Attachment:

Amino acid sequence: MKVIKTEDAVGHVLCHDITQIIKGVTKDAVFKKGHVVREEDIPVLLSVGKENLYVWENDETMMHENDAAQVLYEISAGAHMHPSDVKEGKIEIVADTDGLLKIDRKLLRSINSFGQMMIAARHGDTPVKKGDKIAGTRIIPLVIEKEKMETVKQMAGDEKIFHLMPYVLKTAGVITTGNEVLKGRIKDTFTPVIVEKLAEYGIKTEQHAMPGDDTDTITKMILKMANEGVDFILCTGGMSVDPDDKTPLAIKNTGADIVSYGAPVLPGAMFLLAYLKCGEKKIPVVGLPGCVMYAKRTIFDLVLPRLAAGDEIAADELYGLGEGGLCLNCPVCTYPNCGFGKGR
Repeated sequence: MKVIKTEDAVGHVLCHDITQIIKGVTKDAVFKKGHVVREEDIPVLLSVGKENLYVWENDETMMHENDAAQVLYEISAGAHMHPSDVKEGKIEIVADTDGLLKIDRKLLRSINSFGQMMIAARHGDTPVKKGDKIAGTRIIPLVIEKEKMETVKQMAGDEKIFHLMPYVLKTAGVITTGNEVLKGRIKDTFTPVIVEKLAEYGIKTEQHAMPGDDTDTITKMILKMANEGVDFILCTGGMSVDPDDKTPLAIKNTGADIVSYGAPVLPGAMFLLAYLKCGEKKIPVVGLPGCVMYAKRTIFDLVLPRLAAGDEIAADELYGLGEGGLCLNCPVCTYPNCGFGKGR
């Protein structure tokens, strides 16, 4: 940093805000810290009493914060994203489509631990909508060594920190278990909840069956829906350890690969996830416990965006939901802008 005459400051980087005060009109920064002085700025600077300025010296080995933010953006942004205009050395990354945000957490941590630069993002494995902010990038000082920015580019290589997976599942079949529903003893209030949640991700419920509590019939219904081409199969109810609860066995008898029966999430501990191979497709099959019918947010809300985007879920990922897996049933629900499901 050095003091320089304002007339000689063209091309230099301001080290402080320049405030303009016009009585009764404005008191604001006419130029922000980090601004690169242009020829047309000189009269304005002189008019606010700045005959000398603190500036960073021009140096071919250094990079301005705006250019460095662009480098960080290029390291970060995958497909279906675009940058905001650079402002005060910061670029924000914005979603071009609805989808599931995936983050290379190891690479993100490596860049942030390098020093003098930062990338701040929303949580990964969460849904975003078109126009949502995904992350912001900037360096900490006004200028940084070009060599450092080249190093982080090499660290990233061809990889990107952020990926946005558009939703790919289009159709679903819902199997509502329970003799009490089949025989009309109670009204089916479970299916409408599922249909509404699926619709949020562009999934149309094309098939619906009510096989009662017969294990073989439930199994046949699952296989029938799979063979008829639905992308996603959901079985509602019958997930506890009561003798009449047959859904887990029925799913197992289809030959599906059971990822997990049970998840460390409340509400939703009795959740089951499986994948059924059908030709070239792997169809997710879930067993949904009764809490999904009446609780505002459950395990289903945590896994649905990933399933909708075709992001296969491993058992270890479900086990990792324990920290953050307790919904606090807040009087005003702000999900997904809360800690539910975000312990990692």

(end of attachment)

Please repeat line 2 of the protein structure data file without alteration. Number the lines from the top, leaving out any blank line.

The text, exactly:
Repeated sequence: MKVIKTEDAVGHVLCHDITQIIKGVTKDAVFKKGHVVREEDIPVLLSVGKENLYVWENDETMMHENDAAQVLYEISAGAHMHPSDVKEGKIEIVADTDGLLKIDRKLLRSINSFGQMMIAARHGDTPVKKGDKIAGTRIIPLVIEKEKMETVKQMAGDEKIFHLMPYVLKTAGVITTGNEVLKGRIKDTFTPVIVEKLAEYGIKTEQHAMPGDDTDTITKMILKMANEGVDFILCTGGMSVDPDDKTPLAIKNTGADIVSYGAPVLPGAMFLLAYLKCGEKKIPVVGLPGCVMYAKRTIFDLVLPRLAAGDEIAADELYGLGEGGLCLNCPVCTYPNCGFGKGR